The Managing Editor of the Independent INQUIRER Newspaper has described ailing Catholic Archbishop, Michael Kpakala Francis as a hero in the society for his countless contributions to peace and tranquility in the country.
Speaking yesterday when the staff of The INQUIRER paid a visit at the home of Bishop Francis, Mr. Philip N. Wesseh extolled the Archbishop for his role in promoting peace in the country and contributing to the fight for press freedom and freedom of speech.
The visit of The INQUIRER staff at the home of the ailing Archbishop is part of activities marking the 22nd anniversary of the paper. Yesterday marked The INQUIRER exactly 22 years since its appearance on the newsstands in 1991.
Mr. Wesseh in brief remark told the ailing Archbishop, "You played a major role for peace; you will never be forgotten. Some referred to you as the conscience of the society but we will always remember you as a true hero for your stance and your advocacy for social justice," he informed Bishop Francis who is now reduced in a wheelchair and speechless.
The INQUIRER boss further added, "Your presence in Liberia at the time encouraged us and gave us strength. Because of your stay here we were also encouraged to stay as well. When there was problem at one point we went to you and you gave us pieces of advice, and we have reached this far," Mr. Wesseh said.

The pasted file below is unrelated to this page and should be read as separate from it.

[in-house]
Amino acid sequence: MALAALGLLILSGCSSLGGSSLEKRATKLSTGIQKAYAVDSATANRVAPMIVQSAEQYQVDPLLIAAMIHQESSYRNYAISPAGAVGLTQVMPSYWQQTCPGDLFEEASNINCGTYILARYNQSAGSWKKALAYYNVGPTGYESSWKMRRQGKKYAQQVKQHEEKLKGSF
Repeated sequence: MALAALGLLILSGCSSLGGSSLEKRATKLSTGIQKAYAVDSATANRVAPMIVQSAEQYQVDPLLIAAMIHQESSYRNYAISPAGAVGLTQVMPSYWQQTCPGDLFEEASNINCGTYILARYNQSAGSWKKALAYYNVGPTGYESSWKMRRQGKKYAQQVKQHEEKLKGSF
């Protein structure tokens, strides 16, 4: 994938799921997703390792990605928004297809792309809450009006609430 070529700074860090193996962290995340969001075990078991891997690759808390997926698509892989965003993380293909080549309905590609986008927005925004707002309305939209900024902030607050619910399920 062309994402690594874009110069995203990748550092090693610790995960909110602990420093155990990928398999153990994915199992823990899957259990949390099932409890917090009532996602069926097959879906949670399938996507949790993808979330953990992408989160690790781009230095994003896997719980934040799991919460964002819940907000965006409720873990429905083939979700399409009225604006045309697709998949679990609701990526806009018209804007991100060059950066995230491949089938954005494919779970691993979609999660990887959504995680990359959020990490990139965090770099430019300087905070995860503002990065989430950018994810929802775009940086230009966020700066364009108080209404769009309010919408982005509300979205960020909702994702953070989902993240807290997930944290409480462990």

He said there were several newspapers, about 15 in the country during the time of the crisis, but The INQUIRER is and remains the only surviving post-war newspaper adding, "And we think we owe it all to you too. Your advocacy for press freedom and freedom of speech helped us a lot to reach this far; we are not happy with your present condition but we thank God that you are still around us; we see you as a hero never to be forgotten in this country and what you worked for, what you planted has grown today, so we cannot forget about someone who fought for social justice," the Inquirer boss intimated.
Among other things, PNW praised Bishop Francis for his role in the realization of peace in Liberia following years through his advocacy.
Responding, an aide of Archbishop Francis lauded The Inquirer for the visit and said the Bishop wants to see people visiting his home. Madam Mercy K. Blyden said Bishop will on February 12, 2013 celebrate his 76th birth anniversary and would want friends and relatives to be part of the celebration.
The independent INQUIRER Newspaper, Liberia's oldest and only surviving post-war newspaper began celebration of activities marking its 22 years of existence yesterday.
The paper was organized by a group of young Liberian journalists led by the late T. Max-Teah on January 15, 1991 to fill the communication gap created as a result of the civil conflict.
The group which included, Gabriel Williams, its first Managing Editor, Roger Seton, S. Togba Slewion, J. Grody Dorbor, Emmanuel Nah and the present managing editor, Philip N. Wesseh, who was its first News Editor, felt troubled at the time that there was no independent newspaper.
According to historical facts, even though during the ceasefire, a group of journalists initially organized what was known as the "Torchlight' newspaper under the aegis of Prince Johnson's Independent National Patriotic Front of Liberia (INPFL).Notwithstanding, the journalists did not feel safe under such atmosphere as the INPFL was attempting to have control over its editorial contents.